Senator Dodd Unveils Bank-Reform BillBy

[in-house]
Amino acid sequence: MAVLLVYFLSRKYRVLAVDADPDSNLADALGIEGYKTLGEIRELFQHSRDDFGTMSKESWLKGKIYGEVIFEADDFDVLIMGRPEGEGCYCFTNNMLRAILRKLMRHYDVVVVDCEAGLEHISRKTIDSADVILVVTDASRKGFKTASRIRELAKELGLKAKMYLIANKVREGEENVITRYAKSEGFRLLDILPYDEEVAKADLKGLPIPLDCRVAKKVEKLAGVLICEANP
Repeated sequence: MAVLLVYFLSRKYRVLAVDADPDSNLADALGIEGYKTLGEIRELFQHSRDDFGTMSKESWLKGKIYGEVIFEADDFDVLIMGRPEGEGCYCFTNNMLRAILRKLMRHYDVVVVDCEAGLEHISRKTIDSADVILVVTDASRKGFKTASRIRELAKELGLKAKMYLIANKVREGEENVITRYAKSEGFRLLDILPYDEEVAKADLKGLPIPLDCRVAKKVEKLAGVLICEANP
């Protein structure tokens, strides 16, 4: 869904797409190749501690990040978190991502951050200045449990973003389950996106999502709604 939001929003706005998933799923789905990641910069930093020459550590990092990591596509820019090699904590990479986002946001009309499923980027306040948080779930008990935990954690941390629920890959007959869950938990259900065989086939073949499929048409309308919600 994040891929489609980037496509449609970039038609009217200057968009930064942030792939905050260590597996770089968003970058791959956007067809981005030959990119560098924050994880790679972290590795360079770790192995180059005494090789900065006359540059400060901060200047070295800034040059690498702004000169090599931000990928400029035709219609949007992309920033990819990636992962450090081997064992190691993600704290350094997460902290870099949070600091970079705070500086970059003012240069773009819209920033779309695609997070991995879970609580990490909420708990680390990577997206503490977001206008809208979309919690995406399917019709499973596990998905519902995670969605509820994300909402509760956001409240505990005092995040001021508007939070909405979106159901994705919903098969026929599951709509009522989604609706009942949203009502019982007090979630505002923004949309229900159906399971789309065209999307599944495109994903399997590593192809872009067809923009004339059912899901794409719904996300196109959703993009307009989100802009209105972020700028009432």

Senator Christopher Dodd, the Connecticut Democrat who heads his chamber's Banking Committee, unveiled on Nov. 10 a sweeping, 1,136-page regulatory reform bill that would consolidate financial regulators, impose higher capital requirements on financial institutions, remake the derivatives industry, and shift consumer protection from an overlapping patchwork of regulators to a single new commission. But some in the financial-services industry aren't rushing to read it. "Given the shredding that committee is likely to give it in markup," says one banking analyst at a big money manager, "I think there are probably better uses of time." In many ways, Dodd's bill is a distinct departure from proposals floated by the Obama Administration and in the House of Representatives. And it has already drawn barbs from the banking industry and companies that use derivatives, both of which spend heavily to lobby Congress. But it remains a starting point for long and likely convoluted negotiations among the Senate's Democratic leadership, the Republicans who could block the bill with the help of just a few conservative Democrats, and the financial-services industry, which is regaining some of the clout it lost in the financial crisis. In other words, a lot will change before the Senate passes a regulatory reform measure—and then that measure still must be reconciled with the bills that Barney Frank (D-Mass.), the powerful chairman of the House Financial Services Committee, is crafting. Frank's legislation will surely differ substantially in at least some areas. Glimpse of Potential Final LegislationDodd and his allies acknowledged as much in introducing the bill at noon on Tuesday. "It's broad, it's deep, it's complicated; I look forward to the discussions," said Senator Jeff Merkley (D-Ore.). Senator Mark Warner (D-Va.) said simply: "There are parts of this bill that I think are going to need more discussion.…I look forward to not only working with our colleagues, but our colleagues on the other side of the aisle." And Merkley and Warner are among the bill's supporters. (They also praised many of the bill's features.) Dodd himself invited input from GOP senators. Still, the long-awaited legislation—Dodd has talked about introducing a comprehensive reform bill for months—offers a glimpse of some elements that are likely to survive in any final legislation that is passed. Dodd's proposals to reform the derivatives market look similar to those in the House Financial Services Committee's measure; both seek to push most derivatives trading onto exchanges, in an effort to improve transparency and market stability. "The guts of the derivative part is the same as the House bill," says Brian Gardner, a policy analyst for Keefe Bruyette & Woods (KBW) in New York.Dodd's consumer-protection proposal, too, contemplates a new standalone regulator, though overseen by a five-member panel instead of the single agency head proposed by the Administration and House. Tougher Proposed RegulationIn other areas, though, Dodd has staked out positions slightly tougher on financial-services firms than House legislation would impose—effectively forcing the financial industry to fight anew battles it had won in the House. For example, the Senate bill would require lenders to keep a 10% stake in the loans they slice up and sell to investors. While the House bill included a similar measure, it was toned down from an initial 5% retention requirement to an unspecified figure that would be set later by regulators. Dodd also proposes to combine federal banking regulators, replacing the Office of the Comptroller of the Currency and the Office of Thrift Supervision, as well as some duties of the Federal Reserve, with a new agency dubbed the Financial Institutions Regulatory Administration. The banking industry staunchly opposes such a consolidation, saying it would threaten the independence of thousands of smaller community banks. The Administration decided not even to pursue a full consolidation, for fear of an unproductive and bruising political fight; instead, it proposed only eliminating the OTS but preserving the thrift charter. In addition, the Dodd measure would give a panel of regulators—including the Treasury and Federal Reserve—power to monitor and rein in big or complex financial companies seen as posing a potential threat to the economy. A similar provision in House legislation leaves more of that authority in the hands of the Federal Reserve. Similarly, Dodd creates a different mechanism to dismantle big and complex firms when they begin to fail. Negotiating PositionAnd under the new proposal, the Federal Reserve's regional banks would no longer be overseen by a board many of whose members are picked by the banks they regulate. Instead, government-appointed governors would pick other board members. In all, the somewhat tougher stance taken by Dodd and his allies amount to a negotiating position. And by taking a tougher line, they hope to make sure they wind up with a tougher Senate bill once all the compromises are reached, notes one senior Senate staffer. "Everyone knows you're going to negotiate significantly to get the thing through the committee and through the Senate, and then the conference committee beyond that," the staffer says. "He clearly saw…there wasn't a way to get a true bipartisan proposal from the outset, and so saw no reason to negotiate with himself." Still, others see the proposal as little tougher than the House version. Simon Johnson, formerly the chief economist of the International Monetary Fund and a vocal critic of the financial industry, called it "repainting the deck chairs on the Titanic." Johnson, echoing some in the banking industry who dislike aspects of Dodd's proposal, noted that a single bank regulator in Britain did no better at preventing the financial crisis than the U.S. regulatory patchwork did. "It's good to see [Dodd] pushing the banks," Johnson says. But "banks always get ahead of regulators, and if they're big banks and they fail" it's disastrous.